Community health workers reaching remote areas help translate aspirations of ending the AIDS epidemic into concrete results in Africa
Liu Jie still remembers the challenges she faced in the fight against the AIDS epidemic during her stint as a medical volunteer in Nigeria six years ago. Ironically, it was not the lack of medicine or funding that was the biggest hurdle, but the difficulty in effectively delivering the treatment drugs and services.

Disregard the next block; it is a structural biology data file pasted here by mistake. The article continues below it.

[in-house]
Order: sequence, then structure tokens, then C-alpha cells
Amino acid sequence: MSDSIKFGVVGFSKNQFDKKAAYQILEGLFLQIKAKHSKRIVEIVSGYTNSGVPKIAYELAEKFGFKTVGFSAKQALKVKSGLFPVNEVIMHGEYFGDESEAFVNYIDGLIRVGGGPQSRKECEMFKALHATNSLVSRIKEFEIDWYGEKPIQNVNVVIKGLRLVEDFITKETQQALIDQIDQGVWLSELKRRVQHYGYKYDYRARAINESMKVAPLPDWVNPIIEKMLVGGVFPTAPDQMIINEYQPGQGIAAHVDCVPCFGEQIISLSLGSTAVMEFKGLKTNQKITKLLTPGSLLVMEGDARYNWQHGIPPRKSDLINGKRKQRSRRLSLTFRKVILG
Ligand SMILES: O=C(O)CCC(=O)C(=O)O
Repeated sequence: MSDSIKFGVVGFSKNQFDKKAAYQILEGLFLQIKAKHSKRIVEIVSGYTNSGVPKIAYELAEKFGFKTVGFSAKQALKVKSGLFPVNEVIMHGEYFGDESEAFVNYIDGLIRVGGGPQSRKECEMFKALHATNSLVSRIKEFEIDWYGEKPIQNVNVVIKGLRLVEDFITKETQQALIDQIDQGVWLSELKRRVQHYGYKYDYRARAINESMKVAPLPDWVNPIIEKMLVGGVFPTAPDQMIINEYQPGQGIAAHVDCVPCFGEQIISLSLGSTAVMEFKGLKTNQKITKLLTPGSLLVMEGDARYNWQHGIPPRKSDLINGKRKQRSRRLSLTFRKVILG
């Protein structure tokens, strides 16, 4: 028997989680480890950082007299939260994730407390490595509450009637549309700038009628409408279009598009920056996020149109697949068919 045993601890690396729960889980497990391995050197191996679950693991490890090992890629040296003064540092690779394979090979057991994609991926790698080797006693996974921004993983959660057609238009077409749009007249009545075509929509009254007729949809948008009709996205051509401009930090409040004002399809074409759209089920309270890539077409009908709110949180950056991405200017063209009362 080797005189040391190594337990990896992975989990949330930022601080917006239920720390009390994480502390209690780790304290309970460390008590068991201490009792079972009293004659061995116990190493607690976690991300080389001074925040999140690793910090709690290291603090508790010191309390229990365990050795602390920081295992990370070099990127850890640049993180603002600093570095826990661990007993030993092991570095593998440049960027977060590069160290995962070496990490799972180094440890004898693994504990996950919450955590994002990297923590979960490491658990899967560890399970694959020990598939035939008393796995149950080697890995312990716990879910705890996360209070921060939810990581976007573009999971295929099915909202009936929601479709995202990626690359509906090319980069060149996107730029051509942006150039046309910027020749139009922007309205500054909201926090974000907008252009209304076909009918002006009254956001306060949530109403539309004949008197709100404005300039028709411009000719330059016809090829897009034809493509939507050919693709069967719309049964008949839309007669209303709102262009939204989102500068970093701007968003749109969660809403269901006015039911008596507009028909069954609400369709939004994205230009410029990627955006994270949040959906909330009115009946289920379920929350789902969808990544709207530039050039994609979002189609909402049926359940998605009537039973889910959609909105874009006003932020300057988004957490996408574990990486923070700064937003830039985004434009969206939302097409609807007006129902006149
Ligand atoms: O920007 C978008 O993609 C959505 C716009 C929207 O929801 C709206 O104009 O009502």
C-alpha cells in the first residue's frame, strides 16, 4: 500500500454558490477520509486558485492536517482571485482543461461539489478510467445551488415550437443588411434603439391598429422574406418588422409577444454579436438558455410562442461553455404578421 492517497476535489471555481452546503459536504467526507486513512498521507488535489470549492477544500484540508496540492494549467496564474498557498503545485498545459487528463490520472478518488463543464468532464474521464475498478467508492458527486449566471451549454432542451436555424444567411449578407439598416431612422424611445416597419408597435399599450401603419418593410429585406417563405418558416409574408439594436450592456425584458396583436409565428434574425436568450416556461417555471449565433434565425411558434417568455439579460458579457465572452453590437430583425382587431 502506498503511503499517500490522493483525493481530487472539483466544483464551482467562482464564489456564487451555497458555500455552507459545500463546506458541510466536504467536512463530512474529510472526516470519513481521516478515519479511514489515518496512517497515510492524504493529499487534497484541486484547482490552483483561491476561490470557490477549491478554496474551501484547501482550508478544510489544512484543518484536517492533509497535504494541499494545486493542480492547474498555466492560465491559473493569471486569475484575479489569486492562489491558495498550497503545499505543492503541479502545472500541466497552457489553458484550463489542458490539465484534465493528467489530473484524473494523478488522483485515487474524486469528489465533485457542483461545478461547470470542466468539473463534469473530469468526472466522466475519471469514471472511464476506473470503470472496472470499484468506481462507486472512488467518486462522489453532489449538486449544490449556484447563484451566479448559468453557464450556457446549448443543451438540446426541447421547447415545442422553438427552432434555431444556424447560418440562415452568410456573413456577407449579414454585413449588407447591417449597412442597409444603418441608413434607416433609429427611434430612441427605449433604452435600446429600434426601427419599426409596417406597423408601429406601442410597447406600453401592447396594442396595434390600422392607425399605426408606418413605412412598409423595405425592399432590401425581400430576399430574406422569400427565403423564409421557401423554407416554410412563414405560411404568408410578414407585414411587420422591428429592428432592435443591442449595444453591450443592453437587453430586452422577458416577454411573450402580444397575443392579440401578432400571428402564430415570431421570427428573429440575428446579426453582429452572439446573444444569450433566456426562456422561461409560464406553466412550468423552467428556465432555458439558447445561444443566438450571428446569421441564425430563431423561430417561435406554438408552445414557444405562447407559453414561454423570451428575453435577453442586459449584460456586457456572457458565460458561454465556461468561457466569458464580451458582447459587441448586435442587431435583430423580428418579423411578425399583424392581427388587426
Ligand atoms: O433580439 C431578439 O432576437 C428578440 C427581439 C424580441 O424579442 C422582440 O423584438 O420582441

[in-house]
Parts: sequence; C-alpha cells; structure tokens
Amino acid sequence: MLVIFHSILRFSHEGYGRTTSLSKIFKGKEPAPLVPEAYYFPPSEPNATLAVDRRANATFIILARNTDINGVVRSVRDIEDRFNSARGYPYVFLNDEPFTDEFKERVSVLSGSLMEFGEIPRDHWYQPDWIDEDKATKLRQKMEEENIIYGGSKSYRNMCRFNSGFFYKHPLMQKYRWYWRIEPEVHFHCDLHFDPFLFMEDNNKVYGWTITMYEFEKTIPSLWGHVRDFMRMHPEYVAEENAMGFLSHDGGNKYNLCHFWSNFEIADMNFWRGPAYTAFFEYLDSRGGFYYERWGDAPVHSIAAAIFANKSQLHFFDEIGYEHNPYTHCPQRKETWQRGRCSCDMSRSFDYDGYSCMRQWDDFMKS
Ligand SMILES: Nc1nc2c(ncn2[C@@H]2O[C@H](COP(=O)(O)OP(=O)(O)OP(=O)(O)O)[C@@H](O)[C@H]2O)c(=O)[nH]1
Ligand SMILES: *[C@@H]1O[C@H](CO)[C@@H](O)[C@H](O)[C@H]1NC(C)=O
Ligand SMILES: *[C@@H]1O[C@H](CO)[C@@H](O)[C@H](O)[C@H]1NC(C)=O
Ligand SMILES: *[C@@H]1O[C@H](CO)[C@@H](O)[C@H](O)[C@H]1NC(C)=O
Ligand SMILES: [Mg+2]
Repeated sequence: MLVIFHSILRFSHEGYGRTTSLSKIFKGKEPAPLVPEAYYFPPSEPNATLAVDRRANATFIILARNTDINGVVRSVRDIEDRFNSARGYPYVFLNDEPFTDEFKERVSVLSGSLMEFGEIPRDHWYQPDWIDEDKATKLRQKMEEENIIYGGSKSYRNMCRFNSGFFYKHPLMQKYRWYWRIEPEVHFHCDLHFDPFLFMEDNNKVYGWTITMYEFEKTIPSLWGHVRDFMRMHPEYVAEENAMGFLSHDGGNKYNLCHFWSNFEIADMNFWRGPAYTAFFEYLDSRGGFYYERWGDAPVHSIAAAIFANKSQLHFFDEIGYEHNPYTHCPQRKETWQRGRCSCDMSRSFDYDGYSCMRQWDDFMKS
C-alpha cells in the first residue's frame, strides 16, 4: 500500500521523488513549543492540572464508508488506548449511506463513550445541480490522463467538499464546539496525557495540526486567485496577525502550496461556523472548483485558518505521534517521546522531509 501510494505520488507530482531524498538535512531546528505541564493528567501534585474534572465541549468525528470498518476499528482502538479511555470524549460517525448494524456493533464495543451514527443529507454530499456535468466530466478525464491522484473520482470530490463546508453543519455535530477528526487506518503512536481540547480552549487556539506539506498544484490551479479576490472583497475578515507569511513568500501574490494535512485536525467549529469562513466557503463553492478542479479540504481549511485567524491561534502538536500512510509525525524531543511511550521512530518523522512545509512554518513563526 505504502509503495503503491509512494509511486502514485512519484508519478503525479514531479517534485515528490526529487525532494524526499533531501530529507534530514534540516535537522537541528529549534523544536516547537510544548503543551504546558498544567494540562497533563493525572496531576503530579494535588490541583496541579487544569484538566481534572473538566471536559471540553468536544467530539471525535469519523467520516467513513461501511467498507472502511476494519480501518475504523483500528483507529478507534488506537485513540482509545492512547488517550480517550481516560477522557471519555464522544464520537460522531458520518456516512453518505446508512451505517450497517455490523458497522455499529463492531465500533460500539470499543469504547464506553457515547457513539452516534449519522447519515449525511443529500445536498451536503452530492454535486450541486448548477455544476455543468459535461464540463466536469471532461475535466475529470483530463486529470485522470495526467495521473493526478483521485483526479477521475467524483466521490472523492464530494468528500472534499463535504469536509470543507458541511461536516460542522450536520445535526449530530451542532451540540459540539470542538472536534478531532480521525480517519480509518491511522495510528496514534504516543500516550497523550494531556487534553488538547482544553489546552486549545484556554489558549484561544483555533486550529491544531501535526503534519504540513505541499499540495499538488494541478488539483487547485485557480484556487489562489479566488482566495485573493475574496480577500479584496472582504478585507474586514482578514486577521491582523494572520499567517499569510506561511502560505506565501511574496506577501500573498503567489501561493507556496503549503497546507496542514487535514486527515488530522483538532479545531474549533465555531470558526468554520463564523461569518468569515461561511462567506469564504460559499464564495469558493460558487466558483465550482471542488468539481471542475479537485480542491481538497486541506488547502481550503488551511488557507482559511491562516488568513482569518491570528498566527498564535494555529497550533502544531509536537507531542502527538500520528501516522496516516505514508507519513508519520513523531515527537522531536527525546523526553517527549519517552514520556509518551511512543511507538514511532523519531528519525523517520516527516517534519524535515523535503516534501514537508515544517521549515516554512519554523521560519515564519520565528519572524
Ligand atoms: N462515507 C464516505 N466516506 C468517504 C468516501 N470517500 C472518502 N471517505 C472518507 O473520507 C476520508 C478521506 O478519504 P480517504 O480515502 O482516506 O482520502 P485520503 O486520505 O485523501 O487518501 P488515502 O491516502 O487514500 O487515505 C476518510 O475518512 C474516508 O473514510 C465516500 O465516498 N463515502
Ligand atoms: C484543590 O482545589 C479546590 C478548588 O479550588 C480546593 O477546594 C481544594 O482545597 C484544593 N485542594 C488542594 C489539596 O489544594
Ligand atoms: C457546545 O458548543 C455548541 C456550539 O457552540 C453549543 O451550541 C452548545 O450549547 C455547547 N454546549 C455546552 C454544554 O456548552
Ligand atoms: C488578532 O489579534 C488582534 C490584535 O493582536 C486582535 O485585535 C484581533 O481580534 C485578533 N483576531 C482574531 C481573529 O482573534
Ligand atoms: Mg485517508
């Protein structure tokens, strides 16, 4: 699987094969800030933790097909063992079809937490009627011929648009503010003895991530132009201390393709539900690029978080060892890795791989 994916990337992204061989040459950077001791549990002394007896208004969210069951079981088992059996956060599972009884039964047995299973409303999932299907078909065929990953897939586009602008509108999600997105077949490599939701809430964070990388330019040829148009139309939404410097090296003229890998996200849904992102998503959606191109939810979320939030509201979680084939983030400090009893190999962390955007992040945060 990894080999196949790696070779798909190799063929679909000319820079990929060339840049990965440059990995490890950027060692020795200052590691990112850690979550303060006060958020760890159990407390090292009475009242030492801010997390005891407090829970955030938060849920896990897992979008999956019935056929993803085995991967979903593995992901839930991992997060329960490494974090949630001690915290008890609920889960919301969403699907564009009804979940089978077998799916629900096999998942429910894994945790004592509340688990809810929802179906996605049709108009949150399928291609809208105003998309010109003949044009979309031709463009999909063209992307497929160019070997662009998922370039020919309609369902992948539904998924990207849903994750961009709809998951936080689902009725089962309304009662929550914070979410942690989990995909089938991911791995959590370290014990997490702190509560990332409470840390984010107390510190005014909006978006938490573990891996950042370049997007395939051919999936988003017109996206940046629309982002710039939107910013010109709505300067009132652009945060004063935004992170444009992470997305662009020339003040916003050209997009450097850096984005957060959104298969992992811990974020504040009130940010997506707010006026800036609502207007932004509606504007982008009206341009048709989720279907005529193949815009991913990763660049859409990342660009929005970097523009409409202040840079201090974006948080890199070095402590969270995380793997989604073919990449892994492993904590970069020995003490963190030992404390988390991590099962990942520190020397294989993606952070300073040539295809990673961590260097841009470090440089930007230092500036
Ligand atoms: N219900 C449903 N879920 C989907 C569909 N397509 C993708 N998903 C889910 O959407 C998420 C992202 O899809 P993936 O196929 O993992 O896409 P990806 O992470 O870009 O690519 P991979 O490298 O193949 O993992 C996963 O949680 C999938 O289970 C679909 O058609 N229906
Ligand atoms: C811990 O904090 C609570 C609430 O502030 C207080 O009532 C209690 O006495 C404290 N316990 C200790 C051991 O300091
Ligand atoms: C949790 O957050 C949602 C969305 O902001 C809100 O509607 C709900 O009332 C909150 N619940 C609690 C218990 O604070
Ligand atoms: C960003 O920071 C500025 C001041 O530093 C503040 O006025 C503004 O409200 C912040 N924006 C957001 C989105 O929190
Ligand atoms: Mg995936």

“We have to know who is living with HIV before we can offer them medical services. This is the first step,” Liu told Funded by Support Health and Education Development, a local non-governmental organization (NGO), Liu arrived in a rural village in the suburb of Kaduna, Nigeria in 2011 and devoted herself to the welfare of women and children who were infected with HIV. Despite the high rate of infection in the area, people were reluctant to get free tests, receive treatment drugs or use condoms for transmission prevention because of the stigma and discrimination leveled against those living with HIV.
Unable to provide effective service delivery, Liu found herself in a predicament. To get around the prob-